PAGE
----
First responders call for 9/11 Tribute in Light to be restored
There are growing calls to restore the 9/11 "Tribute in Light" that was canceled over coronavirus concerns.
The twin rays of light that shine into the sky in tribute were called off by the National September 11th Memorial and Museum over concerns about the health risks to those who set up the display. Instead, spires and building facades across the city will be illuminated in blue.
Former FDNY firefighter Michael O’Connell, a 9/11 first responder, says he is outraged over the decision.
"Those two lights represent what those two towers stood for. And they represent so much more because of our brothers and sisters who died running into those buildings," he said.
John Feal, an advocate for fellow first responders, says the annual ceremony at 9/11 Memorial Park in Nesconset will still go on and the name of fallen first responders will be read aloud. The names are usually read aloud at Ground Zero but that, too, was canceled this year.
"My heart bleeds for those who are angry and frustrated and aren't going to be able to listen to their loved one’s names read on the 11th or see those lights shoot into the sky,” said Feal.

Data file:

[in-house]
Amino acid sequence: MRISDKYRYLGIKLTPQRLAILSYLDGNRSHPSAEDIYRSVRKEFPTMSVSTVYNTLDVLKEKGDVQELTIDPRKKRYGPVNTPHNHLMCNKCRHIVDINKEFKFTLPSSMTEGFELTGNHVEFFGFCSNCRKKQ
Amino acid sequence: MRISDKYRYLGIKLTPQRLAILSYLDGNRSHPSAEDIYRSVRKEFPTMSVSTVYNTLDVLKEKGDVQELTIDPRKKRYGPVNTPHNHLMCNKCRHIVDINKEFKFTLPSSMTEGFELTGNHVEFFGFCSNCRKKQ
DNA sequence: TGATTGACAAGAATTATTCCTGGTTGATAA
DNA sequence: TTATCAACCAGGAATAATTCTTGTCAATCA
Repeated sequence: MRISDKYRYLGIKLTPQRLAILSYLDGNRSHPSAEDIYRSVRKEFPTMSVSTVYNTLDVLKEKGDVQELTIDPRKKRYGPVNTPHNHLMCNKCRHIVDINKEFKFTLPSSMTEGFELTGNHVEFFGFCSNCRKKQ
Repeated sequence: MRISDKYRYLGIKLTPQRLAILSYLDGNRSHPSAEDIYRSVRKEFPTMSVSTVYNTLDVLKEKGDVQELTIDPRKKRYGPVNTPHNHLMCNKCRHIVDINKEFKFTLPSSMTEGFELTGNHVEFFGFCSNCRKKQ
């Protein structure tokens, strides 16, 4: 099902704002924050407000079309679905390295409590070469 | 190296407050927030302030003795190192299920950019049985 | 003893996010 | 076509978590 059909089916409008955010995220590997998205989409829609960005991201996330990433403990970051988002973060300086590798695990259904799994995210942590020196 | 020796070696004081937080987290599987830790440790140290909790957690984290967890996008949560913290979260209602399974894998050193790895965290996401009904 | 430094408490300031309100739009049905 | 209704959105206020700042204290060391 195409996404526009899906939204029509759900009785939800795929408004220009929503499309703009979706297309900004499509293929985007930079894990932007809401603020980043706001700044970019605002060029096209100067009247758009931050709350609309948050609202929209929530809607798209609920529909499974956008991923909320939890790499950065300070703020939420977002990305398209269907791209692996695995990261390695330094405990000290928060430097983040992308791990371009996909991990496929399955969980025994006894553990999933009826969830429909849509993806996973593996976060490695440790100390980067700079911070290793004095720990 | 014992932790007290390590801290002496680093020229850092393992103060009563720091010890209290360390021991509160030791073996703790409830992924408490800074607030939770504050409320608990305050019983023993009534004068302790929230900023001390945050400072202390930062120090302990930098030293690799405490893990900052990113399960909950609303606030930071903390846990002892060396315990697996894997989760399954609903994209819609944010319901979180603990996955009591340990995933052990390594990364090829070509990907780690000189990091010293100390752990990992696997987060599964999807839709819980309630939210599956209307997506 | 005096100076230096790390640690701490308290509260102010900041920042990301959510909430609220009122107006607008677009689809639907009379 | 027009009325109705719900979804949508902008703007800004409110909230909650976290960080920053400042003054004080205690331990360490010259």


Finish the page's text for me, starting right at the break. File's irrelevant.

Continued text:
Feal says Suffolk County Executive Steve Bellone is letting him use the street adjacent to the park, where people can stand, wear masks and socially distance during the event. He says the ceremony will take place on Saturday, Sept. 12.
He hopes organizers in the city will reconsider their decision.
The nonprofit Tunnel to Towers says it will hold its own ceremony on Sept. 11 in Manhattan, where they will read the names of those who died in the attack.
Nassau lawmakers say they believe with proper precautions in place the display can go on. They suggest volunteers operate the memorial if the current crew is not comfortable.